Andrew Wylie, my literary agent over many years, and his UK deputy James Pullen represented me around the world with indefatigable commitment and ability.
This book is dedicated to Nancy, my wife of just under a half-century. She has fulfilled my life and given it meaning. As with my other books, Nancy read and uplifted every chapter.
Needless to say, the shortcomings in this book are my own.
The Axes of Leadership • The Nature of Leadership Decisions • Six Leaders in their Context • Epitomes of Leadership: The Statesman and the Prophet • The Individual in History
1 Konrad Adenauer: The Strategy of Humility
The Necessity of Renewal • From Early Life to Internal Exile • The Road to Leadership • The Restoration of Civil Order and the Inauguration of the Chancellor • The Path to a New National Identity • The Soviet Challenge and Rearmament • The Inextricable Past: Reparations to the Jewish People • Two Crises: Suez and Berlin • Three Conversations with Adenauer • German Unification: The Tormenting Wait • Final Conversations • The Adenauer Tradition
2 Charles de Gaulle: The Strategy of Will
Close Encounters • The Beginning of the Journey • The Sources and Aims of de Gaulle’s Conduct • De Gaulle in the History of France • De Gaulle and the Second World War • North African Contest • Achieving Political Power • A Visit to Moscow • De Gaulle and the Provisional Government • The Desert • Failure in Indochina and Frustration in the Middle East • Algeria and the Return of de Gaulle • The Fifth Republic • The End of the Algerian Conflict • Germany as a Key to French Policy: De Gaulle and Adenauer • De Gaulle and the Atlantic Alliance • The Nuclear Directorate • Flexible Response and Nuclear Strategy • What Is an Alliance? • The End of the Presidency • The Nature of de Gaulle’s Statesmanship • De Gaulle and Churchill Compared • Behind the Mystery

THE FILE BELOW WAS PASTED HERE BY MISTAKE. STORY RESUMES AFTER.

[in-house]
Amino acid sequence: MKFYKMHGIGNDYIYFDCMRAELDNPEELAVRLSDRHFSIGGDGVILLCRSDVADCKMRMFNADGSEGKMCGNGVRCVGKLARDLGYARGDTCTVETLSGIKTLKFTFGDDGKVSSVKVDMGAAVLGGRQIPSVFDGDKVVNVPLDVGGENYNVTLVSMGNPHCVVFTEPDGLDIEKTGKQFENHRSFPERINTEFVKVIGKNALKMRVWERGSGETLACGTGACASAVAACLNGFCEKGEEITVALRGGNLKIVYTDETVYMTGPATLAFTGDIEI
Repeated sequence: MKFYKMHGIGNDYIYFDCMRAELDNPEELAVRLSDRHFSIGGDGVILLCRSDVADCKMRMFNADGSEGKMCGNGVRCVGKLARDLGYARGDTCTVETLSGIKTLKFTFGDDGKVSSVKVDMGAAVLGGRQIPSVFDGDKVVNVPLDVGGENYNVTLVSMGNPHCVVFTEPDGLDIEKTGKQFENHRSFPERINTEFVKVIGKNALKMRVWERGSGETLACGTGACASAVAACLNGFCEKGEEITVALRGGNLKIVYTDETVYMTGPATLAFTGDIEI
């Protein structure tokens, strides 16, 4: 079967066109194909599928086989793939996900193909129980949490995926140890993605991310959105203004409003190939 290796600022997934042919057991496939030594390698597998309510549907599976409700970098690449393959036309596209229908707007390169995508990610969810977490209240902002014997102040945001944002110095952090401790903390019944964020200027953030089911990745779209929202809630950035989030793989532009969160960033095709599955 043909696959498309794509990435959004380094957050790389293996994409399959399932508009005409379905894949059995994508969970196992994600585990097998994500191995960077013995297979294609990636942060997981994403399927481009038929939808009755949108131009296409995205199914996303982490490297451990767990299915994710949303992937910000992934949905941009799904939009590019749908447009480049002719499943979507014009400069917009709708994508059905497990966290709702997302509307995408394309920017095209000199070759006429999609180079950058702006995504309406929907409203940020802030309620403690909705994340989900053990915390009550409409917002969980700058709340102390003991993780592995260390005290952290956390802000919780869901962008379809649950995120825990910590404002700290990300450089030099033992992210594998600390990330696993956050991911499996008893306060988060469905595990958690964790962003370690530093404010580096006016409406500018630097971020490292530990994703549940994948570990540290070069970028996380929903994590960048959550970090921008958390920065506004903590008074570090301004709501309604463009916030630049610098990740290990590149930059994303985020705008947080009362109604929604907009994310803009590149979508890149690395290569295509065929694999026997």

3 Richard Nixon: The Strategy of Equilibrium
The World to Which Nixon Came • An Unforeseen Invitation • National Security Decision-making in the Nixon White House • Nixon’s Worldview • Diplomacy and Linkage • A Trip to Europe • The Vietnam War and its Conclusion • Great Power Diplomacy and Arms Control • Emigration from the Soviet Union • The Opening to China • The Middle East in Turmoil • The 1973 Middle East War • The Diplomacy of Ceasefire • The Middle East Peace Process • Bangladesh and the Interlocking Cold War • Nixon and the American Crisis
4 Anwar Sadat: The Strategy of Transcendence
The Special Quality of Anwar Sadat • The Impact of History • Early Life • Contemplations in Prison • Egypt’s Independence • Mouthpiece of the Revolution • Nasser and Sadat • Sadat’s Perspective • The Corrective Revolution • Strategic Patience • The 1973 War • Meir and Sadat • The Meeting at the Tahra Palace • From Geneva to Disengagement • The Syrian Dimension • Another Step Toward Peace: The Sinai II Agreement • Sadat’s Journey to Jerusalem • The Tortuous Road to Peace • The Unraveling • Assassination • Epilogue: The Unrealized Legacy
5 Lee Kuan Yew: The Strategy of Excellence
A Visit to Harvard • The Giant from Lilliput • Imperial Youth • Building a State • Building a Nation • ‘Let History Judge’ • Building an Economy • Lee and America • Lee and China • Between the US and China • Lee’s Legacy • Lee the Person
6 Margaret Thatcher: The Strategy of Conviction
A Most Unlikely Leader • Thatcher and the British System • The Challenges Ahead: Britain in the 1970s • The Ascent from Grantham • A Framework for Leadership • The Economic Reformer • In Defense of Sovereignty: The Falklands Conflict • Negotiations over Hong Kong • Confronting a Legacy of Violence: Northern Ireland • Fundamental Truths: The ‘Special Relationship’ and the Cold War • A Problem in Grenada • A Strategic Shift: East–West Engagement • Defending Kuwaiti Sovereignty: The Gulf Crisis • The Limits to Leadership: Germany and the Future of Europe • Europe, the Endless Difficulty • The Fall • Epilogue
Conclusion: The Evolution of Leadership
From Aristocracy to Meritocracy • Hard Truths • The Faltering Meritocracy • Deep Literacy and Visual Culture • Underlying Values • Leadership and World Order • The Future of Leadership
List of Illustrations
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|Epub||July 7, 2022|